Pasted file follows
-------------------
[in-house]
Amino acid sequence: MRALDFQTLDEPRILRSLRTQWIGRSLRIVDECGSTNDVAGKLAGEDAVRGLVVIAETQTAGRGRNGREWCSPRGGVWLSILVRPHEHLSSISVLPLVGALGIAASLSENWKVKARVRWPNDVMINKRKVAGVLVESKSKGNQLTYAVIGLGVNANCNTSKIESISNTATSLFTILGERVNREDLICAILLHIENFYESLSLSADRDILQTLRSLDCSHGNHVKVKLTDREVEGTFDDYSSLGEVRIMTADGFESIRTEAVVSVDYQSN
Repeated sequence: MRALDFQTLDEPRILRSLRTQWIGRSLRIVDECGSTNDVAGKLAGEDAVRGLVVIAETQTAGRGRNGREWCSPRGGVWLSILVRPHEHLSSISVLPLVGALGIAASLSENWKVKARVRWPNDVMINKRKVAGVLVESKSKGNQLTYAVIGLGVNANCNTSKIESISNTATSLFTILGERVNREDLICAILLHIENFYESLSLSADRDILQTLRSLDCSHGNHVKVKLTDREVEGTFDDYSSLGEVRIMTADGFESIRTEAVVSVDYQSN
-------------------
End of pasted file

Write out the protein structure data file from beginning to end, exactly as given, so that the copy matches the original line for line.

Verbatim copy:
[in-house]
Amino acid sequence: MRALDFQTLDEPRILRSLRTQWIGRSLRIVDECGSTNDVAGKLAGEDAVRGLVVIAETQTAGRGRNGREWCSPRGGVWLSILVRPHEHLSSISVLPLVGALGIAASLSENWKVKARVRWPNDVMINKRKVAGVLVESKSKGNQLTYAVIGLGVNANCNTSKIESISNTATSLFTILGERVNREDLICAILLHIENFYESLSLSADRDILQTLRSLDCSHGNHVKVKLTDREVEGTFDDYSSLGEVRIMTADGFESIRTEAVVSVDYQSN
Repeated sequence: MRALDFQTLDEPRILRSLRTQWIGRSLRIVDECGSTNDVAGKLAGEDAVRGLVVIAETQTAGRGRNGREWCSPRGGVWLSILVRPHEHLSSISVLPLVGALGIAASLSENWKVKARVRWPNDVMINKRKVAGVLVESKSKGNQLTYAVIGLGVNANCNTSKIESISNTATSLFTILGERVNREDLICAILLHIENFYESLSLSADRDILQTLRSLDCSHGNHVKVKLTDREVEGTFDDYSSLGEVRIMTADGFESIRTEAVVSVDYQSN